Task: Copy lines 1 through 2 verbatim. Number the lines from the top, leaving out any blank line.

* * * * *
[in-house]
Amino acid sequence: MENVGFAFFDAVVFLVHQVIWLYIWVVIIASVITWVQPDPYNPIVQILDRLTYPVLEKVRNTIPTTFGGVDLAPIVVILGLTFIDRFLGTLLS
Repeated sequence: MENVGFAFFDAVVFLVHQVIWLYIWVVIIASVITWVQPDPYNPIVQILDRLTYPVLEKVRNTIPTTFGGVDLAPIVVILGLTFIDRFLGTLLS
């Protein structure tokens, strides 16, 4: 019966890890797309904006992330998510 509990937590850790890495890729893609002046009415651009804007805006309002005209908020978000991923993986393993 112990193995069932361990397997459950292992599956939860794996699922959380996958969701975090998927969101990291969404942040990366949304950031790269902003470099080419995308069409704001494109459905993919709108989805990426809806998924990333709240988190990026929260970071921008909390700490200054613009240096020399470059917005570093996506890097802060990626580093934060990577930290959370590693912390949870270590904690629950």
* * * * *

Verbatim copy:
[in-house]
Amino acid sequence: MENVGFAFFDAVVFLVHQVIWLYIWVVIIASVITWVQPDPYNPIVQILDRLTYPVLEKVRNTIPTTFGGVDLAPIVVILGLTFIDRFLGTLLS